CPH Post

Through the Looking Glass

The patsies whose favourite pastries aren't really Danish

Americans call it ‘Danish', Danes call it Vienna bread, we all call it delicious


Laritz C Klitteng, who took the pastry stateside, had the most appalling dandruff

November 25, 2013
09:07

by Alexis Kunsak


Thousands of Americans based in Denmark will over the next week be in the kitchen busily preparing for Thanksgiving Thursday November 28, creating all manner of wondrous dishes. But while pumpkin pie and sweet potato casserole are the sweet dishes most traditionally favoured, an arrival on US shores in the 1850s today holds a strong claim to being that country’s favourite sugar-rush – and it has a familiar sounding name.
Its dough contains flour, milk, yeast, eggs and liberal amounts of butter. It can be topped with a sweet sugar glaze, nuts or sprinkles. Others of its kind are rolled or filled with creme or jam. When bought warm on Sunday morning, they are lovingly wrapped in paper and devoured with coffee, or saved for afternoon tea. The object in question is, of course, the Danish.

Waltz a Vienna, buddy?
In the country of its birth however, it cannot be called the Danish. There would be mass confusion. The Danish ... what exactly? The Danish flag, the Danish kingdom, and the Danish fleet are all fine terms, but instead of something equivalent the Danish pastry is called wienerbrød or ‘Vienna bread’. Admittedly, this amounts to a strange substitution, but it is the accepted name.
This however becomes a problem in Vienna, where the people probably have more than one kind of bread. So in Vienna this same pastry is known as either Kopenhagener Gebäck or Dänischer Plunder – ‘plunder’ being a common expression for this kind of pastry, especially with cherries.

In the United States, folks are still hollering for the Danish that is supposed to be served with their coffee in the morning. They do not bother to say ‘Danish pastry’, but simply ask for a ‘Danish.’

Zang provided the zing
An explanation that involves the past 200 years can sort out this confusion, although the story itself is open to a good bit of hype and mythos.
If Denmark is giving credit to Vienna, while the rest of the world credits the Danes for this sweet marvel, there is a reason.

His name is August Zang, and he was born in Vienna in 1807. Zang was an Austrian inventor, who quit school to join the military and invented the percussion rifle – a rifle that could be reloaded faster. Shortly afterwards he quit the military and moved to Paris, opening a shop for Viennese baked goods in 1839, which was first called Zang’s and later Boulangerie Viennoise.

His style of baking was not yet popular in Paris. Zang’s dough was made like a normal bread dough, with yeast added that expands. Later a variety of ingredients – for example eggs, cream, milk or sugar – were added to the mix, giving it the consistency and sweetness of pastry dough. The pastries – typically thought of as French and including croissants, brioches, and pain au chocolat – all use this style of sweet yeast-leavened dough. Even in the 21st century, these baked goods are known collectively under the name ‘Viennoiseries’, which is French for ‘Viennese specialties’. As for Zang, he sold his shop in 1848 after becoming interested in journalism, and he went back to Vienna to start the newspaper Die Presse.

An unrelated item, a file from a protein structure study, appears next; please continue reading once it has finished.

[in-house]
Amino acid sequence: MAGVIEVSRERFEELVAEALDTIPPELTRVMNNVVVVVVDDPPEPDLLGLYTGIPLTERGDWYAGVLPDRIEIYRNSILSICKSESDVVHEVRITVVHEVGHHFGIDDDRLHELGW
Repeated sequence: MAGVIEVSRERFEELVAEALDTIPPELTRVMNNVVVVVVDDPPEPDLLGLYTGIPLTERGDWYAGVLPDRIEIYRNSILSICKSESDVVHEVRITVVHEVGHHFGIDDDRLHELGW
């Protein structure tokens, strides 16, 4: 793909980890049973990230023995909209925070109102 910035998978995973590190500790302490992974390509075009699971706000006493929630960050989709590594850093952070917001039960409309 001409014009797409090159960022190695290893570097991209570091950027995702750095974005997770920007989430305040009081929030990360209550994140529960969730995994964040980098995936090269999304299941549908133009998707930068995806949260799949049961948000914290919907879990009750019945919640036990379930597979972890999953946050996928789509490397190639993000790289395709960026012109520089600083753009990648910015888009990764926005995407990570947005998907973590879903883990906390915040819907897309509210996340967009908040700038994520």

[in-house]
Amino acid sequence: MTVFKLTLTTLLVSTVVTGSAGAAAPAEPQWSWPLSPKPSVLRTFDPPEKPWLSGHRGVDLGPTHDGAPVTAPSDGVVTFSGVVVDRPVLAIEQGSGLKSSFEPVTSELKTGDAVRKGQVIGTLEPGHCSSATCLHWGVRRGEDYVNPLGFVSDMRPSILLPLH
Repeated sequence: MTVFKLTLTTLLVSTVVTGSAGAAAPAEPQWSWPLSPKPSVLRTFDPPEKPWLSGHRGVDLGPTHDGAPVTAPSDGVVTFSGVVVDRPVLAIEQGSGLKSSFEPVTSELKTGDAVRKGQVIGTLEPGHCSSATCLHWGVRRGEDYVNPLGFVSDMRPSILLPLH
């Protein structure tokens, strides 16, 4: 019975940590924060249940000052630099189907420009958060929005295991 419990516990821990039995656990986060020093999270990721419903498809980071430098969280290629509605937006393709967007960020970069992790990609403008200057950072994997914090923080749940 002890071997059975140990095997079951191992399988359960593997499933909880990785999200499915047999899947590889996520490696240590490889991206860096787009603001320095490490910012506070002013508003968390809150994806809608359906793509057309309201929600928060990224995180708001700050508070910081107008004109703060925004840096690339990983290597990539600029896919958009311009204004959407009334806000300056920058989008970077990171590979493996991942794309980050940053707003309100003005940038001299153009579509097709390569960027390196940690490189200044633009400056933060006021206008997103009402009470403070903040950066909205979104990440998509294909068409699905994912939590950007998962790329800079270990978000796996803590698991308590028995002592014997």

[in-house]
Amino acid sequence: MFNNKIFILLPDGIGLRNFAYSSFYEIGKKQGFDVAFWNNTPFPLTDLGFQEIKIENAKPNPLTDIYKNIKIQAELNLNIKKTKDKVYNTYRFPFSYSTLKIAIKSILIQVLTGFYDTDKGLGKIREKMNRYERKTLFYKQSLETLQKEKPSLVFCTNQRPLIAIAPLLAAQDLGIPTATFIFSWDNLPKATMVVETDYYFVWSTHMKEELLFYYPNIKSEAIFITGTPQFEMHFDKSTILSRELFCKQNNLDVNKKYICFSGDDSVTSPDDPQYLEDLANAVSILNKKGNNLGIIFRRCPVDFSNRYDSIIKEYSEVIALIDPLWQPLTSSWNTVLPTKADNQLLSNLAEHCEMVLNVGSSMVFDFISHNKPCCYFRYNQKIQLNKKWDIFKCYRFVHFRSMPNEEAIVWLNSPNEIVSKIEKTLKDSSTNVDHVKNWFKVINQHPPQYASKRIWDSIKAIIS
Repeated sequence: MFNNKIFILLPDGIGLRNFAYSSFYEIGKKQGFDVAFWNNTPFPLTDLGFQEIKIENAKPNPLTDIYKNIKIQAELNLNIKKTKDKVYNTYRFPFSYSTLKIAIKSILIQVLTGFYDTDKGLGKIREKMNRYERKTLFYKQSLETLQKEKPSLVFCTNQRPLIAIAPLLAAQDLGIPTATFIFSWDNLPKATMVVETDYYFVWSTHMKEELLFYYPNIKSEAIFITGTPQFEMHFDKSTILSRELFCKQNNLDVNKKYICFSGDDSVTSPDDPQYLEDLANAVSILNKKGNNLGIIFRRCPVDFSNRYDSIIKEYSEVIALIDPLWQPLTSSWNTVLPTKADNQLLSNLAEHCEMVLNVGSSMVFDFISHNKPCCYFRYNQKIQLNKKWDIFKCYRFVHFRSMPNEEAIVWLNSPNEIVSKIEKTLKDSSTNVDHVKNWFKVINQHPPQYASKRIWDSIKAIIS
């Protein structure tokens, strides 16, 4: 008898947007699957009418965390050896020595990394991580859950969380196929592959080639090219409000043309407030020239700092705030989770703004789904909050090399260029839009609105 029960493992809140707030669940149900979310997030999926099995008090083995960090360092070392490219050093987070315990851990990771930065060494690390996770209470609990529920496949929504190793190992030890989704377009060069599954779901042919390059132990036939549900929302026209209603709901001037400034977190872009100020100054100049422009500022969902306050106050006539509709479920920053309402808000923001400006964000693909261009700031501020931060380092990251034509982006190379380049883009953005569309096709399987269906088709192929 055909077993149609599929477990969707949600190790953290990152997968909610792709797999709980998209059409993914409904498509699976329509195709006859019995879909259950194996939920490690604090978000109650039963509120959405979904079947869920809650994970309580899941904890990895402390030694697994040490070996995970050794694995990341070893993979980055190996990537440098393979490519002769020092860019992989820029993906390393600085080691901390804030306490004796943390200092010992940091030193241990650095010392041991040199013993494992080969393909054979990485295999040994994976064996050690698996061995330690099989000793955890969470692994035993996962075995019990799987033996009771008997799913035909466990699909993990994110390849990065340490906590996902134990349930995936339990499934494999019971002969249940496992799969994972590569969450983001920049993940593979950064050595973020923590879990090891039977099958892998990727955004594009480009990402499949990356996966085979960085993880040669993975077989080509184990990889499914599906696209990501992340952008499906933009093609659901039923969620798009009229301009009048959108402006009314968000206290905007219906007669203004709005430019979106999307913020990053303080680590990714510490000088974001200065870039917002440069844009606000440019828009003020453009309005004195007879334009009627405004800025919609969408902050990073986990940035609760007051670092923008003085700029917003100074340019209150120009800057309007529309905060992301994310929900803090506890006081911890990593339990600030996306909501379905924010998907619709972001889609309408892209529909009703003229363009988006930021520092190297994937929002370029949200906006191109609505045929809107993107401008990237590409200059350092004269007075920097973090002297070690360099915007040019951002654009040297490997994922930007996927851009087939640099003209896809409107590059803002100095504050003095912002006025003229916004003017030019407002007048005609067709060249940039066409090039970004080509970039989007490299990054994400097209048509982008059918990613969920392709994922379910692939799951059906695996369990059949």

While striking they struck gold
So how did the Danish make its way to Denmark? If it did not come by way of France, then it appeared first after a strike by Danish bakers in 1850. According to the Union of Danish Bakers, when the bakery workers went on strike, employers hired foreign manpower, including many Austrian bakers. The Austrians were unfamiliar with Danish recipes and recreated Austrian ones, including the Kipfel, a crescent-shaped pastry made with white flour and brushed with butter. The Austrian recipe for Plundergebäck was especially popular, along with several other baked goods made out of this same type of buttery, yet yeast-leavened dough. Danish bakers then added more egg to the recipe, raising the fat content and creating the pastry on sale in town today.

It was not too long after the bakers’ strike that the pastry travelled to the United States. LC Klitteng travelled from the island of Læsø – famous today for their pure sea salt – to the US to popularise the pastry called the ‘Danish’ in a series of rapturous newspaper articles.

The Oakland in California published an article in August 1917 comparing the new Danish to the French pastry: “But with the Danish pastry, you just tuck a small morsel under the tongue, roll up the eyes, say ‘Ah-h’ as though there were a sky rocket present.”

As eaten by President Wilson
Klitteng had quickly spread the word across the country by supplying his pastries to the wedding of President Woodrow Wilson in 1915. By 1920, he had established the ‘Danish Culinary Studio’ at 146 Fifth Avenue in New York City in order to instruct bakers in the city, as well as others via a correspondence course, on how to make this traditional delicacy.

Shops selling only Danish pastries began popping up all over New York, resulting in this complaint in The New York Times on 2 December 1919: “The complaint further alleges that at present there are restaurants, masking as French and Danish pastry shops, which will in a very short time be selling liquors.” This complaint was published shortly before the introduction of prohibition.

The Austrian (isn’t that Arnie?)
Someday, when the world becomes overpopulated and the Austrians and the Danes cannot avoid each other anymore, they might very well hash it out and find an international name for this pastry. For the time being, the Americans will continue to call it a Danish no matter what Europe says, until they decide on an even unhealthier breakfast food. Even if it should be called an Austrian.




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